When I was told that I had been promoted to help out in the auto electrician department under the guidance of the auto electrician, Derek Little, I was over the moon. I was then put to work to dismantle all the old electric cables and conduit in the blacksmith’s shop. I was told all the cables were dead and all the electric power had been cut off and made safe. I propped a metal ladder onto the top of the metal beams that supported the roof of the blacksmith’s shop, the roof was leaking and the floor was wet. And with a metal hacksaw I proceeded to saw through the metal conduit (metal tubes to protect live electric cables). I started to saw away, and half way through I had a rest. I looked down and saw that the conduit and cable I was cutting through, fed the large electric bellows/air blowers for the forge. For some reason that to this day I cannot explain, I climbed down the ladder and switched on the electric blower for the forge, and to my horror it started working. If I had continued cutting through that conduit and cable I would not have been here to write these true stories today. And that old Fordson Major tractor that I saved from the scrap man years later, would now be in the scrap yard in the sky, and I would have been up there driving it ! Happy Days !!

                            

1950 Fordson Major TVO.
John Wernham.
Engine stripped down.
John Wernham.
As good as new.
John Wernham.

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  • Yes, I also remember Jim Munden, who took over the running of Darby`s from the 1960s, and how the Crocodile tears were running down his eyes when he told me I was no longer needed, and gave me a weeks notice to leave.   

    By john wernham (22/02/2016)
  • Is there any chance that I can ask Gillian Price, for a photo of her late uncle Ben Playle, as I would love to have a photo of him, as he was such a wonderful man. The only man that really helped me when I was a young teenager, just trying to make my way up in the world.

    Many thanks. John Wernham.    

    By john wernham (09/02/2016)
  • How amazing to hear about Ben Playle. He was my Dad’s uncle and best man at his wedding. My father remembered going out with his uncle to the different farms to repair the machinery in his school summer holidays.

    By Gillian price (03/04/2015)
  • I remember the name Wernham, a family who lived, I think, in Rettendon. However I share John’s love of steam Traction Engines. In the 1940s I was farming at Poplars Farm, and when I was old enough to be ‘allowed out’ my brother Brian and I used to go to meet Jack Keeling on his engine, as it came along Warren Road, towing its Barnwork and either a baler or tyer, depending on whether the straw was to be used for animal bedding or thatching. (Baler=bedding.- Tyer=thatching.(wheat straw only). We knew the Thresher was on its way as it could be heard for miles, as it crushed stones on the road under each piece of kit as they all had iron wheels, and they had a special ring. The iron wheels on the barnwork and baler did get replaced in later years, but after combine harvesters stated to appear.  I also recall that once when the thresher was coming to Poplars, it stopped at the pond at the end of the chase, for the engine to take on Water and it got a bit too close to the edge, and broke the bank down, but luckily it went no further and was able to get itself out.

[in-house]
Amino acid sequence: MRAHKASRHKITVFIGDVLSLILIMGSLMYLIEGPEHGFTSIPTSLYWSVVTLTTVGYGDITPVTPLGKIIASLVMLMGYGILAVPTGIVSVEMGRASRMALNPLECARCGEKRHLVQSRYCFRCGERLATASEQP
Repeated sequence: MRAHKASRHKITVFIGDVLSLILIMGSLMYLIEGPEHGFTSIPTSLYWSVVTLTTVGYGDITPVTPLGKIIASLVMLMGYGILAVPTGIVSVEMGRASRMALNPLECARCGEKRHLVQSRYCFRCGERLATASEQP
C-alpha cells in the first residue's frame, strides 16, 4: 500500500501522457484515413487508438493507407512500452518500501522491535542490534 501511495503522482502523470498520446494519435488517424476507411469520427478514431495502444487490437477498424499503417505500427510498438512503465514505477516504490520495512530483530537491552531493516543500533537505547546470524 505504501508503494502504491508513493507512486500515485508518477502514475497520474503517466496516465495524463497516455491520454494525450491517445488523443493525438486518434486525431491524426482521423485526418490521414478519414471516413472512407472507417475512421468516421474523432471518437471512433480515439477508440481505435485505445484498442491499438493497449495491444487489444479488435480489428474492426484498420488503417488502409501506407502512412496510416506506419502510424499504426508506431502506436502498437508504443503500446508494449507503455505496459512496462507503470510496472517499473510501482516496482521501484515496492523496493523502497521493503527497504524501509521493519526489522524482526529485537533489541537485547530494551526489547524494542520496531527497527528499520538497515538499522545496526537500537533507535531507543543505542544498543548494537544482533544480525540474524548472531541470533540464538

The Picture of the Fordson Major tractor brings back my memories of Alby Allen, who lived in Woodham Ferrers. He had ‘one of they new things’ and I used to go tomato picking for him on his holding in Crows Lane. Yes, tomatoes were able to be grown outside at one time.

    Refering back to John’s days at Darbys, I knew Jack Stock, who, in the 1960s, was working for himself, dealing with garden machines.

    Another of the Darby’s people is Jim Munden, who was, in the 1950s, manager of Darby’s workshop. He lives in retirement at Danbury, aged 84, still drives his Mercedes car, and plays golf at Bunsay Badgers. He has a very useful knack of being able to find other players’ golf balls. He himself still hits a very straight ball, and is a pleasure to play with. He tells me that he may have some detail of the Darby Digger.

    By dennis smith (04/02/2014)
  • Great to read the above. My Father was Algy Churcher, who was Sidney Darby’s fellow director. I was apprenticed with the firm until 1951, when I left to do my national Service in the RAF. I never went back as I felt too much of the land which we serviced was vanishing under buildings, and eventually I was proved right, and the Company, having been sold to a man who wanted to knock it all down anyway, went bust!  But happy days! I would be pleased to hear from anyone who remembers those days.

    By Brian Churcher (19/07/2012)
  • What a lovely story. I well remember the sort of tractors that John writes about (especially the TVO aspect). In 1944 my first job (for about six weeks) was for a man named Mr Keesing who was an agricultural contractor and owned/operated a steam traction engine plus ancillary equipment then named as a “Threshing Tackle”. He also owned a tractor as described by John Wernham. It was a terrific experience for me as a young boy chugging along from farm to farm when I was allowed to sit alongside Mr Keeling atop of the traction engine and also allowed to steer it, albeit for only a short distance. (Few cars around during the war). Farmers would usually give us eggs for lunch which we used to fry up on a long handled shovel in the boiler. One day somewhere in Thundersly we did some chaff cutting and the farmer told us that as we were were short of coal type fuel for the traction engine we could attach the huge leather drive belt from his TVO tractor to the chaff cutter. I stood about 20 yards away from the tractor all day filling huge sacks of chaff and finished up being as sick as a dog because of the TVO exhaust fumes.  An experience I will never forget.  What halcyon days they were in Essex then.

    By Peter Watts ( Australia) (19/11/2011)